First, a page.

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What's going on – Sunday Morning News Roundup

Sunday morning news Round-up

  • Do you remember the US attorney scandal? Seven US attorneys general were surprisingly all fired at once. After further investigation we learned that more US attorneys general had been fired, bringing the total to nine. To make a long story short, the Office of the Inspector General and the Office of Professional Responsibility in the Justice Department came out with a 392-page report which detailed some of the circumstances surrounding the firings. The report harshly criticized Alberto Gonzales, Kyle Sampson, (Gonzalez’s former chief of staff), and top Justice Department deputy Paul McNulty. Of course many senior officials in the Bush administration, including Harriet Miers and Karl Rove, refused to cooperate with the investigation.
  • GM and Chrysler are in discussions about a possible merger. When you take two poorly managed companies and merge them together what do you get?
  • The Bush administration has removed North Korea from the list of state sponsors of terrorism. In return, North Korea is continuing to dismantle their plutonium reactor. Remember that we can’t talk to our enemies. We don’t want progress.
  • The FBI released the files of longtime columnist Jack Anderson. Anderson was a critic, to put it mildly, of J. Edgar Hoover. He even earned a spot on Nixon’s “enemies list.”
  • Sunday morning pundit round-up — here.
  • Yesterday, Bob Herbert, NY Times columnist, had a great piece on the complete failure of conservatism. “The first is how wrong conservative Republicans have been on so many profoundly important matters for so many years. The second is how the G.O.P. has nevertheless been able to persuade so many voters of modest means that its wrongheaded, favor-the-rich, country-be-damned approach was not only good for working Americans, but was the patriotic way to go.” Amen!!
  • NATO forces are planning to target the heroin networks that are funding the Taliban. This sounds all well and good until you figure that we were supposed to be doing this in Afghanistan over six years ago. There should no longer be a Taliban. There should no longer be heroin networks. This is simply the latest in a string of bad news coming out of Afghanistan.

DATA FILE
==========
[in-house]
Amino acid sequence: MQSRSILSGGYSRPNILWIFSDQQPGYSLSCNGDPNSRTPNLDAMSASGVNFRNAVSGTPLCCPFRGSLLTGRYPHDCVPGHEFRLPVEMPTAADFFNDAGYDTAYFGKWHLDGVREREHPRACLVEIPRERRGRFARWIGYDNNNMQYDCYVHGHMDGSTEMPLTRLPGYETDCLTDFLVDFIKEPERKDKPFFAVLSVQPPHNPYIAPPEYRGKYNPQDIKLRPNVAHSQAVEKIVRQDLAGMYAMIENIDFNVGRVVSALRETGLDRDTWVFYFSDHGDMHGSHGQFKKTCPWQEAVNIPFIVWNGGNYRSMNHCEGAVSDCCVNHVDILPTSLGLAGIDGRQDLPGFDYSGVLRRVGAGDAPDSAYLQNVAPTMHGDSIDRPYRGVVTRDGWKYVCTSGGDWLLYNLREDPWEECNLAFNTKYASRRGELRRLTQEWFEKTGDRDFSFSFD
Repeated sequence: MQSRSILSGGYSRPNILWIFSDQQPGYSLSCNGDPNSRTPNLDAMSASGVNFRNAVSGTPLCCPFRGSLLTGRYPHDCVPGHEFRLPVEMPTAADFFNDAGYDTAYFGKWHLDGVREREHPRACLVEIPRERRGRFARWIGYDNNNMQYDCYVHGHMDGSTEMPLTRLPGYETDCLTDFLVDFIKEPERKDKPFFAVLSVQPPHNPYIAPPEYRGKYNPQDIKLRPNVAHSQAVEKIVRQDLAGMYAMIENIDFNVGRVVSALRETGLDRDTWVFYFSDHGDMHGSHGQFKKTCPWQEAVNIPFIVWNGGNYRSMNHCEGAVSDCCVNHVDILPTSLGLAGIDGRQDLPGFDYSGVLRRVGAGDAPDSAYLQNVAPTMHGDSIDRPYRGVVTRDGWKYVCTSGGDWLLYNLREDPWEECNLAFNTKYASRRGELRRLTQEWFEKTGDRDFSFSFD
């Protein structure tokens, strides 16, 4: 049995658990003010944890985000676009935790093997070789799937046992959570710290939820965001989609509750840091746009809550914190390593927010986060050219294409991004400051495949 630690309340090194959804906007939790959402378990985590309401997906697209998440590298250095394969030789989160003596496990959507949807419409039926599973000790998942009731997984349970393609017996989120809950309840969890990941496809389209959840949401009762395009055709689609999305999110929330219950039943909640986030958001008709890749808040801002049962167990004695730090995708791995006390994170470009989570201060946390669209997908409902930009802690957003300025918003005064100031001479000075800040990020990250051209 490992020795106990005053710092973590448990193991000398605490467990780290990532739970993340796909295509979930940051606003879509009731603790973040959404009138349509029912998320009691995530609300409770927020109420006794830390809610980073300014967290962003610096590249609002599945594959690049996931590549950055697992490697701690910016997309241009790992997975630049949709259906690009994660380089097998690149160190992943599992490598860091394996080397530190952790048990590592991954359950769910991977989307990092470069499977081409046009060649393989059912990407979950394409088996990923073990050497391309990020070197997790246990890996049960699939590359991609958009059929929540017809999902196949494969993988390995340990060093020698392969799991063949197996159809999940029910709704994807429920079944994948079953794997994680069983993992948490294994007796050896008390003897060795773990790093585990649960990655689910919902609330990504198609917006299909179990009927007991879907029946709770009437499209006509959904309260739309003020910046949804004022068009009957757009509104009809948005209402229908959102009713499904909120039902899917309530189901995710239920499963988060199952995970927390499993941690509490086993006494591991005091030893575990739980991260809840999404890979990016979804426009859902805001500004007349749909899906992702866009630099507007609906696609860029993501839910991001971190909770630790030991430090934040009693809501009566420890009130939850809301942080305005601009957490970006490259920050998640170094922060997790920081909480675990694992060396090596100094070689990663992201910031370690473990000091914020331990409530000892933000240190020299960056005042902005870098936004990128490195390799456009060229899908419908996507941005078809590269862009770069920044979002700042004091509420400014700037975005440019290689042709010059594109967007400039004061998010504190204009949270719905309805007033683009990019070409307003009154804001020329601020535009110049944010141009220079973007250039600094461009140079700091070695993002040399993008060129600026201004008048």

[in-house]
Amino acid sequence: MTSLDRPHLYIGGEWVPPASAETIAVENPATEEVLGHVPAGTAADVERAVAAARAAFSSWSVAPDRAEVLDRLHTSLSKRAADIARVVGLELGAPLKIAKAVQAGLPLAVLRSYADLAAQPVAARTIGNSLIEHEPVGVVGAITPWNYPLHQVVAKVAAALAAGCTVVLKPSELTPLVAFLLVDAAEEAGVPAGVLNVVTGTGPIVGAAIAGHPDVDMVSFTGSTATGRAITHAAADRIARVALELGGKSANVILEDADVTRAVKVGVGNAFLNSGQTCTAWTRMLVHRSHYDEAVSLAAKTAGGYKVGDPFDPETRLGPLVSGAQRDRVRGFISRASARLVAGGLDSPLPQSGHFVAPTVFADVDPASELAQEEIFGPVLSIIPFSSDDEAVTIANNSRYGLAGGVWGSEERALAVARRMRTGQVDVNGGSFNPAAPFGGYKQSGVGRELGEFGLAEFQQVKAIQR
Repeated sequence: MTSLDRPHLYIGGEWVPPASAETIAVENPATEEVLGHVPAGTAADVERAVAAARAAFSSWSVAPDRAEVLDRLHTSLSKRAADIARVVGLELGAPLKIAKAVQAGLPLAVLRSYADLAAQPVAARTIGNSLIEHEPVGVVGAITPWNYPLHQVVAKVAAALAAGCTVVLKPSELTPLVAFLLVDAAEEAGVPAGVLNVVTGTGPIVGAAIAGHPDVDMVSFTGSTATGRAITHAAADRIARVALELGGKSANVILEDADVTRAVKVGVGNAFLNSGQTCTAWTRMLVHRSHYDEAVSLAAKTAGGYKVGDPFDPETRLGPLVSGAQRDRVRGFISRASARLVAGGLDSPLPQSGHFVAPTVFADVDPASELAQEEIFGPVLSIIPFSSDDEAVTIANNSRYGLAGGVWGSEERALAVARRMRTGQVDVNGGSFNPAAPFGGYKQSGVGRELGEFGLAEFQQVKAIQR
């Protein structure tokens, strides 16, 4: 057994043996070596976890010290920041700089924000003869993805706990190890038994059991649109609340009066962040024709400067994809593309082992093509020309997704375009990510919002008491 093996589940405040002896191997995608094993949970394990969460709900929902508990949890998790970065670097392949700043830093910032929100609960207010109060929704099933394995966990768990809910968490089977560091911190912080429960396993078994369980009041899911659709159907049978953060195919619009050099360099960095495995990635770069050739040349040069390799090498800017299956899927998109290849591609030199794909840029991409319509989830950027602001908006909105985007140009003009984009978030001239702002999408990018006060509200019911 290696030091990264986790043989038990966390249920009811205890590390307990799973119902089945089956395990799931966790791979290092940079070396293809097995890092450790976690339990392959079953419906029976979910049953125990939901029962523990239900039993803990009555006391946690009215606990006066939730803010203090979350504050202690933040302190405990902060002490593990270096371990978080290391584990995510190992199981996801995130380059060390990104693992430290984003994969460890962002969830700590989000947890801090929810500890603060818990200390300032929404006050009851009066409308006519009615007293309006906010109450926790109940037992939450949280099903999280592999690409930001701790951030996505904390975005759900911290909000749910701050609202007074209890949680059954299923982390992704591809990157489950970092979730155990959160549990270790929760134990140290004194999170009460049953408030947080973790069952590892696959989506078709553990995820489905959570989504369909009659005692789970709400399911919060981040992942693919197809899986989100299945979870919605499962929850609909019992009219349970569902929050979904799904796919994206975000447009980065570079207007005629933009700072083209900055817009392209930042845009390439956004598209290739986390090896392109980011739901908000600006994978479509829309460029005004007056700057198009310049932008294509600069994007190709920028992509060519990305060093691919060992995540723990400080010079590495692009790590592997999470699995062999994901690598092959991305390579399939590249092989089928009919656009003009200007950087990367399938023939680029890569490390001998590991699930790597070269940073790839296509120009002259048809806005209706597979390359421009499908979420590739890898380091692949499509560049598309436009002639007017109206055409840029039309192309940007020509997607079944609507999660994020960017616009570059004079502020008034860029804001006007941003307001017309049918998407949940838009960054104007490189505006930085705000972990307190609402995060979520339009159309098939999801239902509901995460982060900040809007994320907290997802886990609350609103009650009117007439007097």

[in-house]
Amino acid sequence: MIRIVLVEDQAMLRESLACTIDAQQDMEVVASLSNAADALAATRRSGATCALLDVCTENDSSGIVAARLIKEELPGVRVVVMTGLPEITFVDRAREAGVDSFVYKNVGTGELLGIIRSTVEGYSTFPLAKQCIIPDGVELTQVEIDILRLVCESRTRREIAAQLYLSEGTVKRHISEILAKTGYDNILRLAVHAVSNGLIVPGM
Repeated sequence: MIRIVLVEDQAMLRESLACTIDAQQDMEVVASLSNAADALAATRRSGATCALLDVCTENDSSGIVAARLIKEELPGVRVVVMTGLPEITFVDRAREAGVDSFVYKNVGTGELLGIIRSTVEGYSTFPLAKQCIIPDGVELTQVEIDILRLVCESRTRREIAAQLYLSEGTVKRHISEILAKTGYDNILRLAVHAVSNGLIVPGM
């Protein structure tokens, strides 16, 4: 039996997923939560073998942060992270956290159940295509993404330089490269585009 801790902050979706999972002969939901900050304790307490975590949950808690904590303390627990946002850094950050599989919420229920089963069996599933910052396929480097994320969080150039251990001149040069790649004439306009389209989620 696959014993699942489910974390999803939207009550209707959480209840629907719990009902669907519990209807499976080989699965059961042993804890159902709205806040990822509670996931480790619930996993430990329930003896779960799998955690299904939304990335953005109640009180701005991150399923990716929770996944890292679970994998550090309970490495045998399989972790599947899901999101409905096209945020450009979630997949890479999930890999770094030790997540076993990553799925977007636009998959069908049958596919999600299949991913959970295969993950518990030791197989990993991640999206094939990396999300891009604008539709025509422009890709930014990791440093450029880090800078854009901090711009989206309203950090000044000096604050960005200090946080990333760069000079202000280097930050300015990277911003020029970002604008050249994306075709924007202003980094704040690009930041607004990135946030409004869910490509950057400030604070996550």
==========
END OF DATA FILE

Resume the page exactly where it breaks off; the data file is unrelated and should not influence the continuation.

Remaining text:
• Longtime Zimbabwean President Robert Mugabe was supposed to be in a power-sharing arrangement with opposition leader Morgan Tsvangirai. Well, not so much. The heads of all the ministries have been appointed by none other than President Mugabe.
  • This is a great time to be a sports fan. Basketball and hockey are starting. Baseball is deep into the playoffs (Tampa wins in the 11th?). Week six of the NFL begins today.  I’m sure you could probably find a soccer game and a tennis match somewhere. Ah, Sports Heaven.
By |2008-10-12T06:51:46-04:00October 12th, 2008|Afghanistan, Bush Administration, North Korea, Party Politics, US Attorneys|Comments Off on What's going on – Sunday Morning News Roundup

What's Going On: Evening News Round-up

  • The House Judiciary Committee voted in favor of charging Karl Rove with contempt of Congress.
  • A brief filed by the Bush administration with the Foreign Intelligence Surveillance Court asked the court to keep any challenges to the wiretapping law passed earlier this year secret.
  • New documents reveal that the state of Georgia actually knew about the “patch” that Deibold placed after the election. Cathy Cox, Georgia Secretary of State, inquired about the patch. This patch was selectively applied to certain computers just before the 2002 election in Georgia.
  • President Bush signs the Housing Relief Bill. Unfortunately, after further review, I’m not sure that it really brings all that much relief.
  • Israeli Prime Minister Ehud Olmert announced that he will not seek re-election. He is in the middle of a corruption investigation that has marred his administration.
  • The CIA finally documents ties between Pakistan senior officials and militants. Many books, including Richard Clarke’s “Against All Enemies,” have already pointed to the Pakistani government as a problem.
By |2008-07-30T19:21:59-04:00July 30th, 2008|Domestic Issues, Foreign Affairs|3 Comments
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